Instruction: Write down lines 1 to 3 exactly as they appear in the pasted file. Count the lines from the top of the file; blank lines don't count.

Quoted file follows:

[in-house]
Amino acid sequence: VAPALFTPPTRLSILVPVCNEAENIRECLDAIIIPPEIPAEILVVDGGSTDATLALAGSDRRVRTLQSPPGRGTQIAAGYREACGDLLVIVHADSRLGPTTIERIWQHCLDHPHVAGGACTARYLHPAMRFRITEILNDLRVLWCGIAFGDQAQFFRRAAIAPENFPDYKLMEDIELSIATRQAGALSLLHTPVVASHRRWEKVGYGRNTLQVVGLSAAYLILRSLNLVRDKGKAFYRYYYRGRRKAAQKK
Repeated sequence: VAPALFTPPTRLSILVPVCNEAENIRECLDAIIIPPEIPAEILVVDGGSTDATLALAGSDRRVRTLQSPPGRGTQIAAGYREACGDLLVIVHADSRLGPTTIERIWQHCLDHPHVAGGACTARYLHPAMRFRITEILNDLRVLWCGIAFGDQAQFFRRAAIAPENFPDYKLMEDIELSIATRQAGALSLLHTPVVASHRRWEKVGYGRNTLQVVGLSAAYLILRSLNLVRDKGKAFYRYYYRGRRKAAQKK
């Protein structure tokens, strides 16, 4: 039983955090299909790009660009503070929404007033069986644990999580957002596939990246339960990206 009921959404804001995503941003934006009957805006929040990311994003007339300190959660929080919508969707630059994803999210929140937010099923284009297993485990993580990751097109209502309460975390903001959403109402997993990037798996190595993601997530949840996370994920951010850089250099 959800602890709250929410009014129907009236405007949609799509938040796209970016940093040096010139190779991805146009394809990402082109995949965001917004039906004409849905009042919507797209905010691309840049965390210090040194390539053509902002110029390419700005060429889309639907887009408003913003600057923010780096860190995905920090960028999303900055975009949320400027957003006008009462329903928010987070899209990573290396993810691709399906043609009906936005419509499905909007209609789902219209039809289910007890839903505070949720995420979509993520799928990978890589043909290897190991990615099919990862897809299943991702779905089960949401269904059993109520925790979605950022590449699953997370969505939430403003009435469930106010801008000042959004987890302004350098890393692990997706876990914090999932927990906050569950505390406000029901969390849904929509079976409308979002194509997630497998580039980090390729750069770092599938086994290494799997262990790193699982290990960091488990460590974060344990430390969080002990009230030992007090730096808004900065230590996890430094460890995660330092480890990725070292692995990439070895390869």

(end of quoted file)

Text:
[in-house]
Amino acid sequence: VAPALFTPPTRLSILVPVCNEAENIRECLDAIIIPPEIPAEILVVDGGSTDATLALAGSDRRVRTLQSPPGRGTQIAAGYREACGDLLVIVHADSRLGPTTIERIWQHCLDHPHVAGGACTARYLHPAMRFRITEILNDLRVLWCGIAFGDQAQFFRRAAIAPENFPDYKLMEDIELSIATRQAGALSLLHTPVVASHRRWEKVGYGRNTLQVVGLSAAYLILRSLNLVRDKGKAFYRYYYRGRRKAAQKK
Repeated sequence: VAPALFTPPTRLSILVPVCNEAENIRECLDAIIIPPEIPAEILVVDGGSTDATLALAGSDRRVRTLQSPPGRGTQIAAGYREACGDLLVIVHADSRLGPTTIERIWQHCLDHPHVAGGACTARYLHPAMRFRITEILNDLRVLWCGIAFGDQAQFFRRAAIAPENFPDYKLMEDIELSIATRQAGALSLLHTPVVASHRRWEKVGYGRNTLQVVGLSAAYLILRSLNLVRDKGKAFYRYYYRGRRKAAQKK